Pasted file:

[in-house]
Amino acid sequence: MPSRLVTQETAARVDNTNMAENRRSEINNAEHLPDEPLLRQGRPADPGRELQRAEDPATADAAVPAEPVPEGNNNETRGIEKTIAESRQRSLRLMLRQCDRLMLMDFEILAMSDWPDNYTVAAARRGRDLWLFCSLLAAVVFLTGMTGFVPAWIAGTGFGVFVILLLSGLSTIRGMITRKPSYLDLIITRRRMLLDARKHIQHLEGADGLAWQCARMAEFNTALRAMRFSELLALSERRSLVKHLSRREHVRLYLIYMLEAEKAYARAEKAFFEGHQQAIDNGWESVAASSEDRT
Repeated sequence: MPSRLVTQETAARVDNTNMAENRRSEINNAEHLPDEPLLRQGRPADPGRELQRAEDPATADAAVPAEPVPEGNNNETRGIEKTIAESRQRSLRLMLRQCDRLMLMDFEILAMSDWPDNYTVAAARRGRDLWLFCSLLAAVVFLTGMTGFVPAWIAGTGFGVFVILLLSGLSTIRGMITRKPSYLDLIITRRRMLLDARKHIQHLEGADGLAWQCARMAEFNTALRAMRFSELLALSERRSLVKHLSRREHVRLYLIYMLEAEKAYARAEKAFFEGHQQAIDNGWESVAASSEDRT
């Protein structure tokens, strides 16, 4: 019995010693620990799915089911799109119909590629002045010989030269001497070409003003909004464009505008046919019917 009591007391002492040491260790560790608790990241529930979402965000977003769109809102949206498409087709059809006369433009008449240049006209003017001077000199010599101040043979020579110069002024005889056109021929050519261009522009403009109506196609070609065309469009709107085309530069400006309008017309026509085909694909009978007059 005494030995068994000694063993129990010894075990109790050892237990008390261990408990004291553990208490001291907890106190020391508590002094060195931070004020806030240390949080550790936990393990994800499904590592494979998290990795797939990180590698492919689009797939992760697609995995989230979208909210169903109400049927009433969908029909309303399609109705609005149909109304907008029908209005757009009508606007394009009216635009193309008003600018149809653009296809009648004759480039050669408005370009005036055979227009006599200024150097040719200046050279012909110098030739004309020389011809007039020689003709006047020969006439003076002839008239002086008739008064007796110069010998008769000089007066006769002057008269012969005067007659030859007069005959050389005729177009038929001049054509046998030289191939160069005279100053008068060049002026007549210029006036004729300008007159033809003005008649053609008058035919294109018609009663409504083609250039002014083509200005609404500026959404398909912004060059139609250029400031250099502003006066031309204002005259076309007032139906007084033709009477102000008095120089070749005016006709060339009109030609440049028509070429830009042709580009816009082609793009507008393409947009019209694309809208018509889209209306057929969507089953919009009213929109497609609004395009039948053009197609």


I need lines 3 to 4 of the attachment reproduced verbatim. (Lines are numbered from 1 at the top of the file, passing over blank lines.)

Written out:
Repeated sequence: MPSRLVTQETAARVDNTNMAENRRSEINNAEHLPDEPLLRQGRPADPGRELQRAEDPATADAAVPAEPVPEGNNNETRGIEKTIAESRQRSLRLMLRQCDRLMLMDFEILAMSDWPDNYTVAAARRGRDLWLFCSLLAAVVFLTGMTGFVPAWIAGTGFGVFVILLLSGLSTIRGMITRKPSYLDLIITRRRMLLDARKHIQHLEGADGLAWQCARMAEFNTALRAMRFSELLALSERRSLVKHLSRREHVRLYLIYMLEAEKAYARAEKAFFEGHQQAIDNGWESVAASSEDRT
């Protein structure tokens, strides 16, 4: 019995010693620990799915089911799109119909590629002045010989030269001497070409003003909004464009505008046919019917 009591007391002492040491260790560790608790990241529930979402965000977003769109809102949206498409087709059809006369433009008449240049006209003017001077000199010599101040043979020579110069002024005889056109021929050519261009522009403009109506196609070609065309469009709107085309530069400006309008017309026509085909694909009978007059 005494030995068994000694063993129990010894075990109790050892237990008390261990408990004291553990208490001291907890106190020391508590002094060195931070004020806030240390949080550790936990393990994800499904590592494979998290990795797939990180590698492919689009797939992760697609995995989230979208909210169903109400049927009433969908029909309303399609109705609005149909109304907008029908209005757009009508606007394009009216635009193309008003600018149809653009296809009648004759480039050669408005370009005036055979227009006599200024150097040719200046050279012909110098030739004309020389011809007039020689003709006047020969006439003076002839008239002086008739008064007796110069010998008769000089007066006769002057008269012969005067007659030859007069005959050389005729177009038929001049054509046998030289191939160069005279100053008068060049002026007549210029006036004729300008007159033809003005008649053609008058035919294109018609009663409504083609250039002014083509200005609404500026959404398909912004060059139609250029400031250099502003006066031309204002005259076309007032139906007084033709009477102000008095120089070749005016006709060339009109030609440049028509070429830009042709580009816009082609793009507008393409947009019209694309809208018509889209209306057929969507089953919009009213929109497609609004395009039948053009197609």